|Lateral geniculate body
|Part of the thalamus
|Each one contains six layers that receives retinotopic input from the corresponding visual field and is separated into two loops.
|Primary visual cortex
|Brodmann area 17
The optic sulci (grooves) are the first parts of the eye to develop at the cranial pole of the embryo. Protrusion of the optic grooves coincides with embryonic folding, as the edges of the neural folds begin to come together. As they continue to grow outward from the primitive diencephalon, the optic grooves form the optic vesicles, which is continuous with the forebrain cavity. These developmental activities occur simultaneously with the morphological changes of the nearby surface ectoderm; as they transform into the lens placodes. The lens placodes subsequently become depressed within the surface ectoderm to become the lens pits. The borders of the lens pits approach each other, fuse, and become the spherically shaped lens vesicle.
Concurrently, the optic vesicles also invaginate to become the optic cups, which contain two walls and are attached to the developing brain by the optic stalk. The optic stalk will become the optic nerve, while the optic cups will become the retina. The wide opening of each optic cup gradually becomes smaller as the rim of the cup folds inwards over the lens. As the lens vesicle separates from the surface ectoderm, they enter the cavity of the optic cups.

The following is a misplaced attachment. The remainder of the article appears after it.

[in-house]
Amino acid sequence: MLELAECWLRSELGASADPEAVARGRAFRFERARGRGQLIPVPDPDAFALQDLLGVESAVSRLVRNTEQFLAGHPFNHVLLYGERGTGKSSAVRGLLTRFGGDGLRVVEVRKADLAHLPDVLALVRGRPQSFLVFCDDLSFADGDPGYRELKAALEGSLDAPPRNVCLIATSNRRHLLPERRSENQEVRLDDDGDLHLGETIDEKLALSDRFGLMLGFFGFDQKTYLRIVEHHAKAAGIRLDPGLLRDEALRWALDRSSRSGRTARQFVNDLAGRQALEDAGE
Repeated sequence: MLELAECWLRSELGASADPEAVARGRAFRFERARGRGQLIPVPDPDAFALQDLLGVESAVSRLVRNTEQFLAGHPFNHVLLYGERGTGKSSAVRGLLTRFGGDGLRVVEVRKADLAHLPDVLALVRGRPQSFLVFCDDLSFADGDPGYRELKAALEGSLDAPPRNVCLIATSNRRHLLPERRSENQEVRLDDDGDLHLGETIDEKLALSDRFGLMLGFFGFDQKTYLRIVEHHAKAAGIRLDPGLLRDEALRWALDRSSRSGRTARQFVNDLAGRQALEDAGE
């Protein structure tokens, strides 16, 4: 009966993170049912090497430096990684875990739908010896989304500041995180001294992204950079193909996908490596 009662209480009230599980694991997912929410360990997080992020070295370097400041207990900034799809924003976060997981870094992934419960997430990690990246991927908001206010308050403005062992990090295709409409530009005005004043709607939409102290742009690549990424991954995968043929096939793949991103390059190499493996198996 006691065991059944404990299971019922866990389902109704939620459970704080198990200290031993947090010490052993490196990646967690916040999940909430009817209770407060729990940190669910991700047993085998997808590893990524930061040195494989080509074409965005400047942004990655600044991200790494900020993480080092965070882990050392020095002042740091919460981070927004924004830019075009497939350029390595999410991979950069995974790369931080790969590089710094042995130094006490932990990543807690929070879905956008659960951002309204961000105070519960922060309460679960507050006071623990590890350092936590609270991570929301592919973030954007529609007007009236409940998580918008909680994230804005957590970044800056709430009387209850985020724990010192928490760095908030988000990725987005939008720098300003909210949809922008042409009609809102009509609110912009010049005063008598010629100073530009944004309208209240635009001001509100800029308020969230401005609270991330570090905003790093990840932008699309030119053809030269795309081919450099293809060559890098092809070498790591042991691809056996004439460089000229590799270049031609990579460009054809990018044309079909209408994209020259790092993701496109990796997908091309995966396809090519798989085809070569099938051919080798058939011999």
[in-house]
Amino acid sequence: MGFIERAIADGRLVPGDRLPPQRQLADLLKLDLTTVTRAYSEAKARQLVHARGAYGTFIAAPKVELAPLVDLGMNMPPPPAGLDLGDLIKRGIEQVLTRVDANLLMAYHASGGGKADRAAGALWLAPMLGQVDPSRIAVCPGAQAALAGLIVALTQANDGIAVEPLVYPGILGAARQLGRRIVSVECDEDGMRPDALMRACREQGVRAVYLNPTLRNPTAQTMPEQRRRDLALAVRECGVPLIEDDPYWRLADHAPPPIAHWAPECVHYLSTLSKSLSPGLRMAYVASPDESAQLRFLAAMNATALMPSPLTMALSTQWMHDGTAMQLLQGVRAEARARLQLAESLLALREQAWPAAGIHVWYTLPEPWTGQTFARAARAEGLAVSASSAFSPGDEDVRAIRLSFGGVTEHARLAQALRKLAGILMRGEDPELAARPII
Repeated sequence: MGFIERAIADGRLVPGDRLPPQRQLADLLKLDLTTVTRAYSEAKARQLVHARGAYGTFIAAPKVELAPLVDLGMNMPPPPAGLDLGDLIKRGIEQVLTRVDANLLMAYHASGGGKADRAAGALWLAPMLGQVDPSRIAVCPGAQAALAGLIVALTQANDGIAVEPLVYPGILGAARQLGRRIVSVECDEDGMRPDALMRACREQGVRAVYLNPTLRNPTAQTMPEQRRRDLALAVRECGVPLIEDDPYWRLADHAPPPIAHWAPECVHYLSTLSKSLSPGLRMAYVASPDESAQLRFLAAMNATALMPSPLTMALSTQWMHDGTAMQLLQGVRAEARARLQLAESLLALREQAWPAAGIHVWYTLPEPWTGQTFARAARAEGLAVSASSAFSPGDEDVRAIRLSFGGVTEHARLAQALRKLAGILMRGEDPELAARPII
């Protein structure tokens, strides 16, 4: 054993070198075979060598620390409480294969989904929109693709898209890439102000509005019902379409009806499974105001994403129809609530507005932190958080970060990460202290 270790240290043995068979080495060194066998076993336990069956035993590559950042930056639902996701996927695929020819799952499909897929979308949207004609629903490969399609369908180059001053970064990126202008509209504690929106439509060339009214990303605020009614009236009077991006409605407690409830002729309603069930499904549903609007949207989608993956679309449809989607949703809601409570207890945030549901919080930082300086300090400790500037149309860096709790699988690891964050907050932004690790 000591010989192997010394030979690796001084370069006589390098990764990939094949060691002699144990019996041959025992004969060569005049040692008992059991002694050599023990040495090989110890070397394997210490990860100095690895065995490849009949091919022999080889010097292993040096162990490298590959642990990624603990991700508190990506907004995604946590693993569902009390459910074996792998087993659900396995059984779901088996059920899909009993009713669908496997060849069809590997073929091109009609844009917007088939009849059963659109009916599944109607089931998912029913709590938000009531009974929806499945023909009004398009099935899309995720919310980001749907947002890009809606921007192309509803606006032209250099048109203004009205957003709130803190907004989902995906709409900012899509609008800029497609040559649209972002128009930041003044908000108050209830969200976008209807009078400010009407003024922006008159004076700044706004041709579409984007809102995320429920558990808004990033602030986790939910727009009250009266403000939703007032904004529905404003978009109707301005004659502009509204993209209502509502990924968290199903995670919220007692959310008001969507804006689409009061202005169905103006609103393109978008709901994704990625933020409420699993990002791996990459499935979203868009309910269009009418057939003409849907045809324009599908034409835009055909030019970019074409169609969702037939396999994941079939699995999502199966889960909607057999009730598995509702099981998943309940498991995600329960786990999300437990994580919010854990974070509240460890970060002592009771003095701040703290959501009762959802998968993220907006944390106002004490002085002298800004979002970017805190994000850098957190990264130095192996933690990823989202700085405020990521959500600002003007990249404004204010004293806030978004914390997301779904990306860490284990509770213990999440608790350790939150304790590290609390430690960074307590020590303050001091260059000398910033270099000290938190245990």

Retinal fissures are linear grooves that arise in the ventral surface of the optic cups and stalk. The deepest retinal fissures (found at the center of the optic cup) become the optic disc at the point of continuity between the optic stalk and neural retina. The ganglion cell axons then grow directly into the optic stalk, converting it into the optic nerve (CN II). Vascular mesenchyme can also be found within the retinal fissures. Under the influence of vascular endothelium growth factor (VEGF) and other vasculogenic molecules, the mesenchyme develops into the hyaloid artery and vein, which are responsible for supplying and draining the inner layer of the optic cup, the cavity of the optic cup, and the lens vesicles. Proximally, these vessels persist after the fusion of the retinal fissures and become the central retinal artery and vein.
Review of the anatomy of the eye